A jeopardous delusion

A jeopardous delusion

Will Britain resist the forbidden fruit?

BREXIT 2016. On June 23, Britain is facing a decision of a potentially revolutionary dimension, the referendum on the country’s membership in the European Union. The portmanteaus word Brexit results from the combination of Britain & exit and occurred for the first time in January 2013 when the current British Prime Minister, David Cameron, yield to public pressure and gave his first speech about the future of Britain’s relationship with the EU. Today, headlines in every major newspaper are adorned with this term and the closer Britain inches to the referendum the more intensive and heated becomes the debate whether is it beneficial to stay in the union or not.

Particularly, two major campaigns are in a fight for convincing as many voters as possible of their point of view. In the red corner “Britain Stronger in Europe”, a lobbying group obviously in favor of remaining in the EU, and in the blue corner, the opponent, “Vote Leave”, with its ruthless belief that leaving the EU is the only solution to all of Britain’s issues, are the pugilist to keep in mind speaking of this fight.

The primary point of contentious in this debate is clearly the claim of Britain’s lost sovereignty. Being a member of the EU is considered to be incompatible with parliamentary sovereignty by the campaigners of “Vote Leave” and even partially by David Cameron. Sharing these concerns, however, can rather be seen as a tactical maneuver which allowed Cameron to maintain parliamentary supremacy.

In general, the sovereignty arguments compounds of three strands, the anxiety of losing more national sovereignty as a result of a further coalescing EU, accepting the fact that the EU membership accompanies the inviolability of European law being above National law and finally Democracy, more specifically the lack of democracy in the EU.

Speaking of national sovereignty, supporters of a Brexit use to think in extremes, black and white thinking, and thus, blend out advantages, such as sacrificing independency for an amplified influence. This example is not just applicable to the EU but also to the NATO or any other organization having treaties with Britain.

Having a closer look at the assertion of the lack of democracy in the EU, the issue of black and white thinking comes into play again. Unquestionably, it seems to be paradox first that the European Commission as the executive body of the EU, basically the government, is empowered to propose legislation on the one hand, but its members are unelected on the other hand. Nonetheless, the European Parliament and the Council of Ministers, both elected institutions, are responsible for adapting proposals made by the Commission. Thus, in this sense there is less of an absence of democracy, however, there are undoubtedly other factors embodying this lack, such as the problem of fighting and debating European issues almost exclusively on a national level despite the supranational status of the EU.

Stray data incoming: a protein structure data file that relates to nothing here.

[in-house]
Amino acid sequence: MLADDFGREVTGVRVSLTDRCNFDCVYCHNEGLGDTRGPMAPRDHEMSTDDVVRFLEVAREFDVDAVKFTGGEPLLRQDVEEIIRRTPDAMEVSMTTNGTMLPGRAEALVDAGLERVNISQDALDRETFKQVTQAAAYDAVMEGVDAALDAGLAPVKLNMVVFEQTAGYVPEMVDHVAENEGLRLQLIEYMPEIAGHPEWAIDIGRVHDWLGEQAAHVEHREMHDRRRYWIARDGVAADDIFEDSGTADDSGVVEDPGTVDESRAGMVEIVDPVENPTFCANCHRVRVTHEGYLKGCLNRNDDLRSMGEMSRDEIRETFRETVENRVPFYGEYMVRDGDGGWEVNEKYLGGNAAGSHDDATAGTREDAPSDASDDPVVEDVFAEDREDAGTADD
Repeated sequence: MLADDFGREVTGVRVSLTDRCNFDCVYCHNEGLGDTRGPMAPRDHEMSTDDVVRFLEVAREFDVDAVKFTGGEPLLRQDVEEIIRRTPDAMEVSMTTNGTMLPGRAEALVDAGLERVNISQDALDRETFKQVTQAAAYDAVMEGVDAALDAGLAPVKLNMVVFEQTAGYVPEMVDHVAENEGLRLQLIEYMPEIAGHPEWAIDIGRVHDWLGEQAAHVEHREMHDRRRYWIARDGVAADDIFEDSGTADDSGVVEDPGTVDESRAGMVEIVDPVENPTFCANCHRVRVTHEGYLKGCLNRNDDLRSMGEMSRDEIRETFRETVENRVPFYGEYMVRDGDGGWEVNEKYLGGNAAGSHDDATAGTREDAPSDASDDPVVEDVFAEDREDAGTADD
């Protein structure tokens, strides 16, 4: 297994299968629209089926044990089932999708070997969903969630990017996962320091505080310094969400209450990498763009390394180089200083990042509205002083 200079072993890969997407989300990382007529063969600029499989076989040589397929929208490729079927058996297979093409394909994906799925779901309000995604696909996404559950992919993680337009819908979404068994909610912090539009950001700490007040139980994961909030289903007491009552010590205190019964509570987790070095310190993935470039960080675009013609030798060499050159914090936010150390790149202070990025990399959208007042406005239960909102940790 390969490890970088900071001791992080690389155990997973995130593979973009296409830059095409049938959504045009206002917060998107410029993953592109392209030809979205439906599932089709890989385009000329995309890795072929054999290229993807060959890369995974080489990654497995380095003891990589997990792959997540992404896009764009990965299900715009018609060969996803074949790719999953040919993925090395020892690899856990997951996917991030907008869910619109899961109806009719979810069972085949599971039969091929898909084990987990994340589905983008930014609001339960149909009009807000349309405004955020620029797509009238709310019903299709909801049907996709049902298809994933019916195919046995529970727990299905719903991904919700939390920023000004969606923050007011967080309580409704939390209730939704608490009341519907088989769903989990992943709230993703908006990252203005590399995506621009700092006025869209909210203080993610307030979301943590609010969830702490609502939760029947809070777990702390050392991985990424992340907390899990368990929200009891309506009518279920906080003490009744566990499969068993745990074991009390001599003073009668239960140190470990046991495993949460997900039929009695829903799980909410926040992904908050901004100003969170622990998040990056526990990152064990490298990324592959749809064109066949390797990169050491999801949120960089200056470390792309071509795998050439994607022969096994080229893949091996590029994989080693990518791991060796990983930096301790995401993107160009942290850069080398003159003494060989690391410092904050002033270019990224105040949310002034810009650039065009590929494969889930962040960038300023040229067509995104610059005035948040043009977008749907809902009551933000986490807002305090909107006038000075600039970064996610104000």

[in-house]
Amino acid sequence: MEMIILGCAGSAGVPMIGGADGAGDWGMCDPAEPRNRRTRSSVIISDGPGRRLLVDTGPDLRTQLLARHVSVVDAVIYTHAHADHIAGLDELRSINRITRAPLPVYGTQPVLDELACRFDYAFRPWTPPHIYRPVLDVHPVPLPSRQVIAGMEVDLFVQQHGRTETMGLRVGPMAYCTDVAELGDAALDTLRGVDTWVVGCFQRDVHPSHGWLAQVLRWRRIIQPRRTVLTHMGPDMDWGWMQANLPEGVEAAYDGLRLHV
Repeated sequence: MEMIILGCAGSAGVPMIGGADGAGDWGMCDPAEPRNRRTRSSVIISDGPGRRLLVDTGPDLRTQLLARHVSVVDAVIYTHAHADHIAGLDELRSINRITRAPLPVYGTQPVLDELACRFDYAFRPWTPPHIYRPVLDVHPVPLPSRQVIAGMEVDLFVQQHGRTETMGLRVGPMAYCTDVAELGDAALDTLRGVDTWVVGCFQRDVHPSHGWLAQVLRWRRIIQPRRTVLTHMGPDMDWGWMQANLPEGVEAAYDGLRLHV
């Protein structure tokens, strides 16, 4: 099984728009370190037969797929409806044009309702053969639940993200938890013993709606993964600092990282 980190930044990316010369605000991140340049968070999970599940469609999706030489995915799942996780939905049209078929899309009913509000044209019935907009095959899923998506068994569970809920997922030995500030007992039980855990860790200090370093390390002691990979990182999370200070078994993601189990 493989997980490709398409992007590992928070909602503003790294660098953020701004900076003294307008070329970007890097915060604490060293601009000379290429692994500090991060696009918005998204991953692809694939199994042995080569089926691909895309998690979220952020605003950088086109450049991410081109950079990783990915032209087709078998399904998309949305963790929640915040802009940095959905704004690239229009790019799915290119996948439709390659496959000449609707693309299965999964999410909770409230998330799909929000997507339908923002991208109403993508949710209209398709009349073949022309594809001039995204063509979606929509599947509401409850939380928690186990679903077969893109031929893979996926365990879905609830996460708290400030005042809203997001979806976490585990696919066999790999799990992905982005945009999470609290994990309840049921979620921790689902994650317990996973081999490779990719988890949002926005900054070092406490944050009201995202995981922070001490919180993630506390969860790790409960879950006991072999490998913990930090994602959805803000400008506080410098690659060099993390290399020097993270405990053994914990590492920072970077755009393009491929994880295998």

The burden of having a narrow perspective is also exhibited in the debate on the economical consequences of a Brexit in terms of Trade and Regulations. The EU is the key trade partner for Britain, 51% of Britain’s export of goods and 45% taking into account services, are taken over by the EU. According to the analysis of two leading think tanks, such as the Center for European Reform or the Organization for Economic Co-operation and Development, it is highly recommended to avoid a Brexit. Investigations by the CER have shown that Britain’s trade is 55% larger as a member of the EU. Besides, the OECD explicitly warns that a Brexit would cost each household £2200 by the year 2020, imposing a new “Brexit tax” to cover these costs would be inevitable in the end.

Despite all these facts and warnings, there are still many Britain, believing in the apparent economical advantages of a Brexit. In particular, it is asserted that Britain is far too regulated and leaving the EU would mitigate this bond. Britain’s trade, however, is mainly taken over by the EU, consequently, it is naive to think that leaving the EU will change anything. Instead of being a member of the EU entailing non-constraining access to the single European Market, Britain would have to agree on a trade agreement with the EU. Establishing such an agreement takes much time and in a post-Brexit world, Britain will face a counter partner who will not be in the mood for negotiations which, additionally, would lead to better conditions for Britain.

A short wrap up of further pros and cons accompany with a Brexit, according to both campaigners, can be found below:


After elaborating and deliberating on this matter, it seems like the story of Adam and Eve ensnared by a snake is about to rewrite itself. The ignorance of the truth, dissatisfaction about politics and the uncertainty of the country’s future, obscure objectivity in general public resulting in a bounded rationality. It is to be hoped that Britain will not make the same mistake as Adam and Eva and fall victim to the partly very unreasonable assertions made by the campaign “Vote Leave” and resist the malicious illusion of a Brexit, the forbidden fruit, that could solve all of their problems.








1 thought on “A jeopardous delusion”

  • Hey Maximilian! I love your style of writing. Looking forward to further publications!

    Dr. Gerhard Meier

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